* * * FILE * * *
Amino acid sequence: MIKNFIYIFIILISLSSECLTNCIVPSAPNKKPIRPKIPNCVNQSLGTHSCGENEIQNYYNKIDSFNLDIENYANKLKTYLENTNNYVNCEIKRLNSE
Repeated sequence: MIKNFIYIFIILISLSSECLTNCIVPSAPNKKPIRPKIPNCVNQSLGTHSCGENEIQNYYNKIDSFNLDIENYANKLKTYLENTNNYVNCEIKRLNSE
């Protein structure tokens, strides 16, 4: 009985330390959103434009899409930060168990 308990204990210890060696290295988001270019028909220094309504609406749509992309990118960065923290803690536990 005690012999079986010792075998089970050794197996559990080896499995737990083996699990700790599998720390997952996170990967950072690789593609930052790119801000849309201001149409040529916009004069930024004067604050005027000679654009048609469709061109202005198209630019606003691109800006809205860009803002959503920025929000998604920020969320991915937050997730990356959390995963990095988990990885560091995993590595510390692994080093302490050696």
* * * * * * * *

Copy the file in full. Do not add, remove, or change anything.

Amino acid sequence: MIKNFIYIFIILISLSSECLTNCIVPSAPNKKPIRPKIPNCVNQSLGTHSCGENEIQNYYNKIDSFNLDIENYANKLKTYLENTNNYVNCEIKRLNSE
Repeated sequence: MIKNFIYIFIILISLSSECLTNCIVPSAPNKKPIRPKIPNCVNQSLGTHSCGENEIQNYYNKIDSFNLDIENYANKLKTYLENTNNYVNCEIKRLNSE
């Protein structure tokens, strides 16, 4: 009985330390959103434009899409930060168990 308990204990210890060696290295988001270019028909220094309504609406749509992309990118960065923290803690536990 005690012999079986010792075998089970050794197996559990080896499995737990083996699990700790599998720390997952996170990967950072690789593609930052790119801000849309201001149409040529916009004069930024004067604050005027000679654009048609469709061109202005198209630019606003691109800006809205860009803002959503920025929000998604920020969320991915937050997730990356959390995963990095988990990885560091995993590595510390692994080093302490050696």